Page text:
This study examines how a hibakusha (survivor of the atomic-bomb) start to narrate his/her experience after the end of
the war. Although the hibakushas' narrative has been analyzed from the view point of politics and nationalism, this
study focuses on the hibakusha as individuals and examined the development of their identity with respect to personal
and environmental factor. The analysis revealed that the time when hibakusha start to narrate is related to their degree
of suffering. Four distinctive features concerning the content and time when they start to relate their experiences were
identified: the narrative for themselves as sufferers in 1950s, the narrative to others who were not sufferers in 1960s
and 1970s, the narrative for others who are victims in 1980s, and the narrative for the future generation in 1990s. The
hibakusha appears to construct his/her atomic-story of these four types of narratives through the processes of dialogue
between the story-teller and the audience. The dialogue in turn is reflection of the characteristics of each time period,
the hibakusha's life stage and the social environment which surrounds the hibakusha. Therefore, continuous dialogue
exchange acts as a process through which he/she can find a new identity as a "hibakusha".
This paper analyzed the process by which children who were hospitalized with cancer underwent painful procedures
with a focus on the remark "GAMBARE" ("Hold on!"). This study approached to "GAMBARE" from a "here and
now" perspective, whereas previous studies tended to generalize and overlook individual experiences. I found that the
medical staffs used the word in almost all the situations; while the parents said it to their children once the procedure
started, although they were usually told they could not say so. However children suffering from the same disease
rarely used the word to each other. Although the pain felt by a child is a private matter, people around him/her cannot
be indifferent and become involved in it. I discuss these findings in relation to the following points: 1) to hold on or
to accept a painful future, 2) to be negative about a medical procedure or to understand a disease, 3) taking a "here and
now" or future perspective to pain.
In psychology, time is typically represented as a horizontal axis from left to right, and is conceptualized as "the linearprogressivism and irreversibility" and is measured quantitatively as "real entities". In this article, I reconsider the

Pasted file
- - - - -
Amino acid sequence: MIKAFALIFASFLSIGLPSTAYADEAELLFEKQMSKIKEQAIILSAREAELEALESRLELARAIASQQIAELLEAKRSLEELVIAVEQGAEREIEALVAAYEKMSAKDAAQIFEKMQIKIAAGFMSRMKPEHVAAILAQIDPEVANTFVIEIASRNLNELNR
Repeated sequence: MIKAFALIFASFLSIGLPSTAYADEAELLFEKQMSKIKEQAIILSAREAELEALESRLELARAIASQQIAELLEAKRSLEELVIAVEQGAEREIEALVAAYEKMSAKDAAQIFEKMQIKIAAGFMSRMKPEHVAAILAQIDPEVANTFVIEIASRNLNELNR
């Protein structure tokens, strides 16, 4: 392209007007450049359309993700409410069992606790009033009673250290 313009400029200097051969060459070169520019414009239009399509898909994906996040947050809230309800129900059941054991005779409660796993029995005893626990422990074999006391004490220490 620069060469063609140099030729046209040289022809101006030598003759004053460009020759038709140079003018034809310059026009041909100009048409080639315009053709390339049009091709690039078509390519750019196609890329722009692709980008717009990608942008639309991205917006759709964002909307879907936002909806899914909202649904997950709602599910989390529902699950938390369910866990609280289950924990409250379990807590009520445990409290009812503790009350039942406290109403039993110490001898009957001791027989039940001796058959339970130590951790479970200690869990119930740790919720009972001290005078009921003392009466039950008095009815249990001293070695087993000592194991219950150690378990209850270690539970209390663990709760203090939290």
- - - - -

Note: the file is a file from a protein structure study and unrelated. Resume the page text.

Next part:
fundamental frame of these concepts compared by the visual narrative "Image Map of Life." I select typical images
of time and life, "Flow and Stream", "Arrow", "Cycle" and "Being". Cycle images are related with the concepts of
"reflection", "return", "comeback", "rhythm" and "repeat". Being images are related with "waiting", "contemplation"
and "readiness". We need multiple concepts of time for psychology, such as Subjective time (A series), Material time
(B series), Space-time positioning (C series) and Generating in time (D series). Visual narrative is related with the C
series of Time.
What does it mean to reconsider the principle of "Quality of Life"? "Quality of Life" is discussed in the fields of
Terminal Care. Since the word "quality" is deeply connected with the sense of value, the following topics are always
argued. They are; (1) what kinds of standard and value the "quality" is determined by, (2) whose viewpoints reflect the
"quality," and (3) for whom the quality is. The primary purpose of this research is to clarify the "Quality of Life" for
those people at the end of life according to their standard and value and at their viewpoints. In this research,
interviews (dialogues) and "Participate Observation" were conduced under the principle of the "Quality of Life" while
being with those people. Through the sets of interviews with a terminal cancer patient, this research clarify the
"Quality of Life" for people at the end of life under the palliative care was not the same as the conventional clinical
study had established. That is, it did not include either physical and mental comfort or acceptance of death against
their wish to live. Also, it was revealed that the "Quality of Life" was deeply connected with one's way of life and
their consciousness of life and death.
In psychology, a number of studies have examined ideas of the meaning of life, but no comprehensive model has been
developed that integrates philosophical foundations and empirical research. This study constructed an integral model
for concepts of the meaning of life using a model construction methodology based on qualitative data. Three models
were constructed: Framework (Model I), Element (Model II), and Composition (Model III). Model I was a theoretical